The ECTRIMS Scientific Committee, the RIMS Executive Board and the Local Organizing Committee are very proud of the programme, and are confident that you will experience a congress with high scientific quality in basic, therapeutic and rehabilitation aspects of MS.

Copenhagen is usually very pleasant in the beginning of October and you will have the opportunity to enjoy its charms. Copenhagen has several Michelin starred restaurants, including “Noma” appointed as the world best restaurant 3 years in a row, and “Geranium” with the highest ranking chef in the world. You may also enjoy the small restaurants and bars in “Nyhavn”, “Tivoli” and the old town centre with one of Europe’s largest pedestrian zones.

The venue of the congress is the modern Bella Centre located less than 10 minutes from the airport and the city centre by train or metro.

We hope to see you for a successful and exiting meeting that will present the most recent advances in the research of the pathogenesis, treatment and rehabilitation in MS.

 

P. Soelberg Sørensen
Chair ECTRIMS 2013

P. Feys
RIMS President

M. Trojano
ECTRIMS President

D. Miller
ECTRIMS Secretary

Speakers/Faculty:

A

Amato, Maria Pia

B

Banwell, Brenda
Bar-Or, Amit
Bates, David
Benedict, Ralph
Blinkenberg, Morten
Boyko, Alexey
Brinar, Vesa
Brochet, Bruno

C

Calabresi, Peter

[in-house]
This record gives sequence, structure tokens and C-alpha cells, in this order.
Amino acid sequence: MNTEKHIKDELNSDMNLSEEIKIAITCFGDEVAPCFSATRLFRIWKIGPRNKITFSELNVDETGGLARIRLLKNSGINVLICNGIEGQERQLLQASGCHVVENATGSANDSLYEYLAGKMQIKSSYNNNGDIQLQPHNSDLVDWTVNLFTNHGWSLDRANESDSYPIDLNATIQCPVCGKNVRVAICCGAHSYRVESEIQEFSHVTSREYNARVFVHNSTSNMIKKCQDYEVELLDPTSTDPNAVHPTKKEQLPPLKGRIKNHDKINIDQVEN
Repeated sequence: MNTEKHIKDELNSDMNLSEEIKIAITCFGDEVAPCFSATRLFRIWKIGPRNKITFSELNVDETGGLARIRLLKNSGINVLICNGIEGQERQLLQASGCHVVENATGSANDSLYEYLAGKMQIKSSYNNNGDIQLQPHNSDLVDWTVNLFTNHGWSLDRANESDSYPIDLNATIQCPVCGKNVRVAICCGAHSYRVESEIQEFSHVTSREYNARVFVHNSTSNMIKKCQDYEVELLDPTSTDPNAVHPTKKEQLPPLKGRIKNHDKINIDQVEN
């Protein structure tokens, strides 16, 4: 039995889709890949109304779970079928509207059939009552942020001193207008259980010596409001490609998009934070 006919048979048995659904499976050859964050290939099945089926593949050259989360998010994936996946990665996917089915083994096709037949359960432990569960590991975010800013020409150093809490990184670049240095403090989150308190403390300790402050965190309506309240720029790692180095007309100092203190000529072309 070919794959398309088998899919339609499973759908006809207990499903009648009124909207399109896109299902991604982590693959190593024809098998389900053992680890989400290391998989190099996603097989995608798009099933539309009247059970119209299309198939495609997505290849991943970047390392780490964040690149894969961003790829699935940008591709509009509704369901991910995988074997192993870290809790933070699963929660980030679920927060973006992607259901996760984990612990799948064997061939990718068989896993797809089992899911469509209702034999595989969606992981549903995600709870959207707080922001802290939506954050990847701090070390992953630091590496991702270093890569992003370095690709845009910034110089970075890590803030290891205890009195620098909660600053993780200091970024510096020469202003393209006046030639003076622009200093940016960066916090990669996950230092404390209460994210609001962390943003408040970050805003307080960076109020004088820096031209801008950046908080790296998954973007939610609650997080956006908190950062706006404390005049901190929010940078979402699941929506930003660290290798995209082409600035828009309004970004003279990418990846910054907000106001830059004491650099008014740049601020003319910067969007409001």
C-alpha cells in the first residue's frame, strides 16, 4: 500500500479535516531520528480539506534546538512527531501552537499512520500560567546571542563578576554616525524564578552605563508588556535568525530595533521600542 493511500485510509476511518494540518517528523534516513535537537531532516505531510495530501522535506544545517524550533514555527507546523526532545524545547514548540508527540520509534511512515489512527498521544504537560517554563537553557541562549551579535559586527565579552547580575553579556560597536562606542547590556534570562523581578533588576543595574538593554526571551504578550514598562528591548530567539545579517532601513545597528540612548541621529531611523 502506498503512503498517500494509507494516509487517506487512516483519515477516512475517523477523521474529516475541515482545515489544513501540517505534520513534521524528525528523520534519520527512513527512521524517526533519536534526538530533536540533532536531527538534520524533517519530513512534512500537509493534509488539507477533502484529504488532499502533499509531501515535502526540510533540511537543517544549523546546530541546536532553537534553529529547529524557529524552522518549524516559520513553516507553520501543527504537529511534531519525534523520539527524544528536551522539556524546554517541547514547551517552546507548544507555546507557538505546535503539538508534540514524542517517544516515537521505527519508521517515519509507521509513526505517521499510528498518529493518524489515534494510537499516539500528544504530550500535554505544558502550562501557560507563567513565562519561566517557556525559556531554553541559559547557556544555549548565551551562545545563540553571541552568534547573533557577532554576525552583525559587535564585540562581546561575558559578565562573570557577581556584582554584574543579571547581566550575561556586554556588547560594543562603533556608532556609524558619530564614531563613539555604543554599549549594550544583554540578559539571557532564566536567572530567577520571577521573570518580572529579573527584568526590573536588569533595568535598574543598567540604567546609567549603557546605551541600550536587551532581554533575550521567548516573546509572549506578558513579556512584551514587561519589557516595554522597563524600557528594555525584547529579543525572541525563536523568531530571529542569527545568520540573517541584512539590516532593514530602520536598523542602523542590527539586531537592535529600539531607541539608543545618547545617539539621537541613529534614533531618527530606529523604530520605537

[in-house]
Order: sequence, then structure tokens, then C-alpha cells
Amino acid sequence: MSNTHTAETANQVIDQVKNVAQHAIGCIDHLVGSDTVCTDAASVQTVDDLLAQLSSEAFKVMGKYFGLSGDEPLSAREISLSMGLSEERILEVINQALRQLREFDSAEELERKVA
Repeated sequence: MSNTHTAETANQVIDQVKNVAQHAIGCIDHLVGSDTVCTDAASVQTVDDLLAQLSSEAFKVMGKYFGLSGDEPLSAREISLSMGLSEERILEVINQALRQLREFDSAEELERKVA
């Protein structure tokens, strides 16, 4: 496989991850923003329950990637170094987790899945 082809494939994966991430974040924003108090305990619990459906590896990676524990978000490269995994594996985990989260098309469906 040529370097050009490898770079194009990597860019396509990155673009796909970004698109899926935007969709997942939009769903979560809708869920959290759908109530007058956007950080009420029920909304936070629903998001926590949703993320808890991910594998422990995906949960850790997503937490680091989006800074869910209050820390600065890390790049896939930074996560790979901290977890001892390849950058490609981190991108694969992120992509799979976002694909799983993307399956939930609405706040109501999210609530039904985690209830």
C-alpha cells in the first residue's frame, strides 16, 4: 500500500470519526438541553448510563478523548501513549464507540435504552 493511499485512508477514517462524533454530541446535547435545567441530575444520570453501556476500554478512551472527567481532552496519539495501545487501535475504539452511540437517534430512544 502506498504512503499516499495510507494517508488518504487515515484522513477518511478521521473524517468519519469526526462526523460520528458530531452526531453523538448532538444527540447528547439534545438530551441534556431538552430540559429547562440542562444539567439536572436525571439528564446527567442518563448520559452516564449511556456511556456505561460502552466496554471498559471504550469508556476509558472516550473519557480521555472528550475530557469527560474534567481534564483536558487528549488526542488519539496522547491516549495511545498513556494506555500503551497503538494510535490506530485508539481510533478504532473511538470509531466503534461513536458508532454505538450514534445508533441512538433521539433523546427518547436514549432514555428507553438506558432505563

Ciccarelli, Olga
Clanet, Michel
Cohen, Jeffrey
Comabella, Manuel
Comi, Giancarlo
Compston, Alastair
Confavreux, Christian
Costello, Fiona

D

Dalgas, Ulrik
De Jager, Philip
de Sèze, Jérôme
De Stefano, Nicola
Deisenhammer, Florian
Devos, Hannes
Dyrby, Tim

E

Ebers, Georg
Edan, Gilles
Elovaara, Irina
Engelhardt, Britta
Enzinger, Christian

F

Feinstein, Anthony
Feys, Peter
Finlayson, Marcia
Finsen, Bente
Fox, Robert
Fredrikson, Sten
Friedemann, Paul
Fugger, Lars

G

Ghezzi, Angelo
Giovannoni, Gavin
Gold, Julian
Gold, Ralf
Green, Ari

H

Hämäläinen, Päivi
Harbo, Hanne
Havrdova, Eva
Heesen, Christoph
Hemingway, Cheryl
Hemmer, Bernard
Henze, Thomas
Hillert, Jan
Holder, Graham
Houtchens, Maria

I

Illés Zsolt, Laslow

J

Jacob, Anu

K

Kappos, Ludwig
Kerschensteiner, Martin
Khalil, Michael
Kieseier, Bernd
Kira, Jun-Ichi
Koch-Henriksen, Nils
Kos, Daphne

L

Lassmann, Hans
Liblau, Roland
Lindberg, Raija
Lubetzki, Catherine